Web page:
Illusions of Control
We are prone to both overestimating and underestimating control.
Posted Jul 18, 2018
Most elevators have some form of a “close door” button. Impatient elevator riders the world over push that button when they want the elevator to get moving. Unbeknownst to them, their button-pushing efforts are useless. The vast majority of building managers and elevator programmers think they know when the doors should close and have deactivated the button. Pushing the button has no effect, yet people continue to push it. This is just one example of the “illusion of control”: Acting as if we control something that we don’t.
Illusions of control represent one of several “positive illusions” documented in psychological research. Such illusions might indeed be positive if they prompt people to take confident action and persist in the face of discouragement. But when an illusion of control leads us to persist where our efforts are useless, its results not positive. Overestimating how much we control can lead us to make tragic and costly errors, such as refusing medical treatment in the false belief that, for instance, cancer can be cured by good thoughts or laughter. When Apple co-founder Steve Jobs was diagnosed with pancreatic cancer in 2003, he was reluctant to hand over control of his treatment to his physicians. They were recommending surgery and chemotherapy. Jobs, an irrepressibly confident man, sought treatment with acupuncture, herbal remedies, and a special diet.1 When he ultimately agreed to surgery, his cancer had grown so large that parts of his pancreas, gall bladder, stomach, bile duct, and small intestine had to be removed. He died in 2011.
Corporations seek to influence consumer perceptions of their products through advertising. However, there is precious little evidence of its effectiveness. Department store tycoon John Wannamaker gave voice to this skepticism when he complained, “Half the money I spend on advertising is wasted. The trouble is, I don’t know which half.” Instead, companies act as if they can control consumer choices through advertising without ever truly testing the theory. In order to test the effectiveness of advertising, companies would need to run randomized controlled trials in which some consumers are selected at random to view ads and some see nothing. How often do companies conduct proper experimental tests? Just about never.
In fact, it is rare for any of us to put our beliefs about control to the test. When companies have actually tested whether their advertising works, they often find surprising results, such as eBay’s revelation that the return on its advertising investment might actually be negative.2
So is it wiser to assume we’re not in control of either our own health or of how customers view us? That can lead to the opposite error: to be under-confident about what we can control. It is easy to identify tragic missed opportunities that can arise from this belief. People fail to take control of situations that they could control. Failing to appreciate the ways in which we control our own destinies can lead to resignation when, had we been more confident, we would have asserted control. This sense of powerlessness pervades attitudes about coping with addiction, implementing political change, and changing the cultures of the teams or organizations in which we work.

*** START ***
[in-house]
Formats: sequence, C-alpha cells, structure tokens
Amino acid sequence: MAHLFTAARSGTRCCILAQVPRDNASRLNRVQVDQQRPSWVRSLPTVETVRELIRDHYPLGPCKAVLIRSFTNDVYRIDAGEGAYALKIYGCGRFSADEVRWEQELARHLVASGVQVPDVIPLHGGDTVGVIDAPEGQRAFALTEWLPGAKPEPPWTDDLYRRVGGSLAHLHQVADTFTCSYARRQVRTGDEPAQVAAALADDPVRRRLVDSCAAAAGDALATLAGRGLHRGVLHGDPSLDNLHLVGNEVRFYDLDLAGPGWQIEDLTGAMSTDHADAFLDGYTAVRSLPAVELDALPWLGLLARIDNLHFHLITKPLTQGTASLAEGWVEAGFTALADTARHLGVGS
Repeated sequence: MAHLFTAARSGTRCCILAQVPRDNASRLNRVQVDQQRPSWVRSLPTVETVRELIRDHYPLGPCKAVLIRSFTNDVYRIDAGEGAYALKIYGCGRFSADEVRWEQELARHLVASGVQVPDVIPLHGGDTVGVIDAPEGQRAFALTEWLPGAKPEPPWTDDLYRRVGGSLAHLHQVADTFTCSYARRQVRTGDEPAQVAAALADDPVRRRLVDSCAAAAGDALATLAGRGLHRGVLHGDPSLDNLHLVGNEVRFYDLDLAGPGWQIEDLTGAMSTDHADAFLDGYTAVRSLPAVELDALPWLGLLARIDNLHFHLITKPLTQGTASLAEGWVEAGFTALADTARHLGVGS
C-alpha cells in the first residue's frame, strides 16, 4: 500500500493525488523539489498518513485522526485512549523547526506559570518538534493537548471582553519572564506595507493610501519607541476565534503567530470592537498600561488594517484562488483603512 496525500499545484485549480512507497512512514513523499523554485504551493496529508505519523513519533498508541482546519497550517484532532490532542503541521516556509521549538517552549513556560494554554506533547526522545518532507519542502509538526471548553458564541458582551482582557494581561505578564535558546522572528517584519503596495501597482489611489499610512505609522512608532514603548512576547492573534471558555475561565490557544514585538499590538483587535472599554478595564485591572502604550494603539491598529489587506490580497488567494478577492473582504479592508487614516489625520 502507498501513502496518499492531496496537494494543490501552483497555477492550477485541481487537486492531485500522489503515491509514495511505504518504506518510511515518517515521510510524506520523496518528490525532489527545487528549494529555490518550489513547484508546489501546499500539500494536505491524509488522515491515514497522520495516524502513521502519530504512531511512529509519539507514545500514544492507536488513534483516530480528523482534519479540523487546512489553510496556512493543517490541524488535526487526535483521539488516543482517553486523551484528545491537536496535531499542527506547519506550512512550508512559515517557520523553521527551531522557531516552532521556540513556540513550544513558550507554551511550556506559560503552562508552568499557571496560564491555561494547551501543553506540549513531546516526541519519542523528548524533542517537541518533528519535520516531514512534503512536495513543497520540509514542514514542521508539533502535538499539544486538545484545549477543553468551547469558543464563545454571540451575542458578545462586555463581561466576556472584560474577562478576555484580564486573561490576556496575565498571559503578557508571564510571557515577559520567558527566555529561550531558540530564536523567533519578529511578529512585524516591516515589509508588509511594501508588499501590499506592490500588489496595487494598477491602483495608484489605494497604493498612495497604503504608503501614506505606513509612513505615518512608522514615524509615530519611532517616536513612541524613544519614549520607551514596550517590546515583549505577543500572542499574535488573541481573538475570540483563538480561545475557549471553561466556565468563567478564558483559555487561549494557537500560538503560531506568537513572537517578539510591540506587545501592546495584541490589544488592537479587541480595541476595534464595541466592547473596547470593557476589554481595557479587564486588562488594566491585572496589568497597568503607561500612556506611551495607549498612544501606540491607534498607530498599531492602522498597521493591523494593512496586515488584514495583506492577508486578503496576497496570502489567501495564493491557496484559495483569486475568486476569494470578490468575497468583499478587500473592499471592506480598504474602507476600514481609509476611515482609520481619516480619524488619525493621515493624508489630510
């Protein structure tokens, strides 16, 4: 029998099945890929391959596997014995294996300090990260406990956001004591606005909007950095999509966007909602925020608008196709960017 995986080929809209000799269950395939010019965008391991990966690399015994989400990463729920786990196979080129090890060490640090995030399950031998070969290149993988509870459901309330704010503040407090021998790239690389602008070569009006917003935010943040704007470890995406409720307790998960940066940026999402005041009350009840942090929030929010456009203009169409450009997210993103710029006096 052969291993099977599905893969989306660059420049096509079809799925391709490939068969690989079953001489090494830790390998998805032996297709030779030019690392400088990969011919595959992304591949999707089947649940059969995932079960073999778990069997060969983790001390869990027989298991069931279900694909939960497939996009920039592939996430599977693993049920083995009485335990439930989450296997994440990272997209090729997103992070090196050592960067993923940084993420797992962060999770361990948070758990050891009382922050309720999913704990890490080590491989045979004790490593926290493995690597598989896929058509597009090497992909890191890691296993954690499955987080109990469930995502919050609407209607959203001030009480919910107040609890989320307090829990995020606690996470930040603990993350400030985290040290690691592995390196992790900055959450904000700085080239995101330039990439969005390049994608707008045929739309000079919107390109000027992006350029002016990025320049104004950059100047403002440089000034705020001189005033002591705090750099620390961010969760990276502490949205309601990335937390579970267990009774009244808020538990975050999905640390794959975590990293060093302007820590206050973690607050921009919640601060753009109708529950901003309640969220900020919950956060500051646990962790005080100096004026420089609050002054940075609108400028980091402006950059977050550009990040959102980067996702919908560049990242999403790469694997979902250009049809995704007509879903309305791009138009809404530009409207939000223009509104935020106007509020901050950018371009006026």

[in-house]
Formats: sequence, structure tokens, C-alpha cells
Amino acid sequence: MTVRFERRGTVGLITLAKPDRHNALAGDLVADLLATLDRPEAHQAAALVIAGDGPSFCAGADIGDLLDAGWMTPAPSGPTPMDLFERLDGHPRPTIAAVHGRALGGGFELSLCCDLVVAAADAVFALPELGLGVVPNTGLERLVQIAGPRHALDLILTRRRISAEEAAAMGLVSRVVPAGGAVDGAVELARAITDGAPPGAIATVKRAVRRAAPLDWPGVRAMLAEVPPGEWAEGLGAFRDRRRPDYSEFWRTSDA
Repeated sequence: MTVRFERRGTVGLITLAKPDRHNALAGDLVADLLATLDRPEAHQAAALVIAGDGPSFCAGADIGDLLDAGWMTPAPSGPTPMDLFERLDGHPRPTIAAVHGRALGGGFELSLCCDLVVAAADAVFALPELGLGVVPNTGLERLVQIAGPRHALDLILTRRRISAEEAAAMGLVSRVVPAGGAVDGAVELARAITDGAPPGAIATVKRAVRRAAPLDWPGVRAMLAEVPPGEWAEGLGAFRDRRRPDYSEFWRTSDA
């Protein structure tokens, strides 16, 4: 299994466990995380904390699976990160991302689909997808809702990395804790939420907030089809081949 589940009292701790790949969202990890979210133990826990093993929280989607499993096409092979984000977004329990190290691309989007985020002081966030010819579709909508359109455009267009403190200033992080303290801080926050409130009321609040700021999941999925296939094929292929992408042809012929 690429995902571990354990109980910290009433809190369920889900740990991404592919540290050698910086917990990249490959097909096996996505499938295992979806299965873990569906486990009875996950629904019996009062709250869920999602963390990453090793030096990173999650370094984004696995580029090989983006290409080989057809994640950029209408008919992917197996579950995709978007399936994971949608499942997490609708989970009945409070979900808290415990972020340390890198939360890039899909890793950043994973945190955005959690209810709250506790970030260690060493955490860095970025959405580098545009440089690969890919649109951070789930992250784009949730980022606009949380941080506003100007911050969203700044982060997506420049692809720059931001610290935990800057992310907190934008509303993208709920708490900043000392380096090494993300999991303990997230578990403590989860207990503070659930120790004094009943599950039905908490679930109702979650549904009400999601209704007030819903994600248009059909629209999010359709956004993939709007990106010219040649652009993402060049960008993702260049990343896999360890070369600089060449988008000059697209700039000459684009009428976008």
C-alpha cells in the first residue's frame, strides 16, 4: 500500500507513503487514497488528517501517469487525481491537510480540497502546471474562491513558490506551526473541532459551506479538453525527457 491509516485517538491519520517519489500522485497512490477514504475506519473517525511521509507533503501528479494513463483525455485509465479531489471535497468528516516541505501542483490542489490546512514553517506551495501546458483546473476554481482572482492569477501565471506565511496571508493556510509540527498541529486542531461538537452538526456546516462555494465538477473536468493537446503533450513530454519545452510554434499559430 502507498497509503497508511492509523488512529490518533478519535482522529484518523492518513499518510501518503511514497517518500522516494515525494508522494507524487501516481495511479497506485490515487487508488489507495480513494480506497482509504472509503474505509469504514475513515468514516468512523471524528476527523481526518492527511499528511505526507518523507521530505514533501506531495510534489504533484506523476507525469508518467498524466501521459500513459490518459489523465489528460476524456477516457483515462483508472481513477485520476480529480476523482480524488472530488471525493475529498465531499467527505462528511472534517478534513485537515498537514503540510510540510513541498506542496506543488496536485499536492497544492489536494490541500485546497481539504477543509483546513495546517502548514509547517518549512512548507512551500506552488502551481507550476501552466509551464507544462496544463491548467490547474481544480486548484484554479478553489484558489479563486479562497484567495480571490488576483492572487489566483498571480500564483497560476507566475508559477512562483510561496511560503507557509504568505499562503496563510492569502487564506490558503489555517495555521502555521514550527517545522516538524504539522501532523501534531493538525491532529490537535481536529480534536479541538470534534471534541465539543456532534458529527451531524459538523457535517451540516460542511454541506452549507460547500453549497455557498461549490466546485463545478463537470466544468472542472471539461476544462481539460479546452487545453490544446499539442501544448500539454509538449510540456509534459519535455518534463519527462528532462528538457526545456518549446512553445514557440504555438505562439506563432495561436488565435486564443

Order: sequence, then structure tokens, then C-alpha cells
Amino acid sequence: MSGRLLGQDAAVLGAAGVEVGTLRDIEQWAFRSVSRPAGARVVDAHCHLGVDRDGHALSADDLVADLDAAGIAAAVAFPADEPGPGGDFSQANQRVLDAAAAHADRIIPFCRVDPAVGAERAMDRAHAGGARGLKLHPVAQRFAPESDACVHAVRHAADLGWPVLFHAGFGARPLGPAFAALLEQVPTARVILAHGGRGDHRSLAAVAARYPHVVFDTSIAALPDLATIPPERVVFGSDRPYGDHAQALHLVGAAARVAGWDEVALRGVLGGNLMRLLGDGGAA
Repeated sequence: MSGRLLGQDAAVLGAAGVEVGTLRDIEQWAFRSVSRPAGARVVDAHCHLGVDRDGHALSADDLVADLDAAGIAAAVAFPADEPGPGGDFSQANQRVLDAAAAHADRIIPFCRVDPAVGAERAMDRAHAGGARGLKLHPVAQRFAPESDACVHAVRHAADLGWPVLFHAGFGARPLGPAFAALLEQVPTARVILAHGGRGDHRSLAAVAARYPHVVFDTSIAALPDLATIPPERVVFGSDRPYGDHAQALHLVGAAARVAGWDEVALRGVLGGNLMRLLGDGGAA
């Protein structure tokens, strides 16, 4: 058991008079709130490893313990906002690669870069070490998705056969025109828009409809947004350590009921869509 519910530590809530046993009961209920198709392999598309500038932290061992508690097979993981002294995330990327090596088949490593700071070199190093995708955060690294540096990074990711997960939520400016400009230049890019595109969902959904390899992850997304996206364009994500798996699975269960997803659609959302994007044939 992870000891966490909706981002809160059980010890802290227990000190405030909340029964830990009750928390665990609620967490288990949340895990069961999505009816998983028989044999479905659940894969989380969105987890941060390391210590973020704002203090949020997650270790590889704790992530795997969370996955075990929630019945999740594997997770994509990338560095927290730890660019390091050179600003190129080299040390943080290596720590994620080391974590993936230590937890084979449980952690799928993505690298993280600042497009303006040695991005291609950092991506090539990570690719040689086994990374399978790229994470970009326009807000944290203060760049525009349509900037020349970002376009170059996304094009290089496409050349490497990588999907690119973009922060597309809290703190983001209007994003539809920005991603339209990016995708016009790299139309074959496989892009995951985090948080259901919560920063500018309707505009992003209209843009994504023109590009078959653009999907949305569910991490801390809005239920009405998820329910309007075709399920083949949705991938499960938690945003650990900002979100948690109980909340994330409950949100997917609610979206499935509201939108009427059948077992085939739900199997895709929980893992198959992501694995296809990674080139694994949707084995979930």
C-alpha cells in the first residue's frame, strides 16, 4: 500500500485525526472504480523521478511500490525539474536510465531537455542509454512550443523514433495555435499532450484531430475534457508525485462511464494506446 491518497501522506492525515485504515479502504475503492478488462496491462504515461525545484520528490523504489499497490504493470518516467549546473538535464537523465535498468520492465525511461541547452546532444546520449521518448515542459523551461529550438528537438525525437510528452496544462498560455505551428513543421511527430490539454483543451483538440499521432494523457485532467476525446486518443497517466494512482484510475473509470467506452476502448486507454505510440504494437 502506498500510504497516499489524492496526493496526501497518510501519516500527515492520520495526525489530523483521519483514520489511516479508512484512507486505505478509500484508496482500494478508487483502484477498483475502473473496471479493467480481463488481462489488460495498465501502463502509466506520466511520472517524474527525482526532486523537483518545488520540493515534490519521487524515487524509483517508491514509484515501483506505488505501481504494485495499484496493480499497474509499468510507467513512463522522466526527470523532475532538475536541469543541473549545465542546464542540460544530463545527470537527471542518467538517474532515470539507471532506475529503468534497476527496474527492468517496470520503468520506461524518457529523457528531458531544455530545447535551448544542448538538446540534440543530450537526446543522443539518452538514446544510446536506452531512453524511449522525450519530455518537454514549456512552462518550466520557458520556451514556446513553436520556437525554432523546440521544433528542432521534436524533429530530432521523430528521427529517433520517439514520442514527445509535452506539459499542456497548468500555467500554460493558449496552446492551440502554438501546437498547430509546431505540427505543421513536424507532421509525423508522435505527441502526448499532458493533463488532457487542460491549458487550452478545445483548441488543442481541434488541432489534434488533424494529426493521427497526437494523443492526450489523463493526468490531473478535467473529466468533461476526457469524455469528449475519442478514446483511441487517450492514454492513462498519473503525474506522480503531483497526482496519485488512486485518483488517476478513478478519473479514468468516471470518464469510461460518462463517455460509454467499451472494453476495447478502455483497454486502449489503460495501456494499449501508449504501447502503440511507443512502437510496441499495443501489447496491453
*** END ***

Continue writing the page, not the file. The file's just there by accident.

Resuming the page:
To pick another common example, consider weight loss. Over two-thirds of Americans are overweight or obese, and most of them would like to lose weight.3 It is no surprise what leads people to lose weight: fewer donuts and more perspiration. Yet many people have resigned themselves to obesity. In 2013 the American Medical Association decided to recognize obesity as a disease. There is reason for concern that this official designation leads obese people to feel a decreased sense of personal control. In one study, the researchers randomly assigned some participants to read about the AMA’s decision and some of its accompanying consequences, such as health insurance payments for obesity-related drugs, surgeries, counseling, and reduced stigma.4 This message led to a decrease in obese people’s intention to diet. If more Americans give up trying to exert self-control over their calorie consumption, it would be an unfortunate consequence of the AMA’s 2013 decision.
There are real benefits to having the courage to be honest with yourself about how good you are, how much you control, and where your efforts are most likely to pay off. This requires evidence-based confidence that is informed by facts and driven by honest self-reflection instead of wishful thinking. This would represent good calibration of your confidence, and it would lead to greater odds that your persistence will pay off. It is nicely summarized by the serenity prayer: “Grant me the serenity to accept the things I cannot change, the courage to change the things I can, and wisdom to know the difference.”
1. W. Isaacson, Steve Jobs (Simon & Schuster, New York, 2011).
2. T. Blake, C. Nosko, S. Tadelis, Consumer Heterogeneity and Paid Search Effectiveness: A Large Scale Field Experiment. Econometrica. 83, 155–174 (2015).
3. C. D. Fryar, M. D. Carroll, C. L. Ogden, Prevalence of Overweight, Obesity, and Extreme Obesity Among Adults: United States, Trends 1960–1962 Through 2009–2010. CDC (2014), (available at http://www.cdc.gov/nchs/data/hestat/obesity_adult_09_10/obesity_adult_09_10.htm).
4. C. L. Hoyt, J. L. Burnette, L. Auster-Gussman, “Obesity Is a Disease”: Examining the Self-Regulatory Impact of This Public-Health Message. Psychol. Sci. (2014), doi:10.1177/0956797613516981.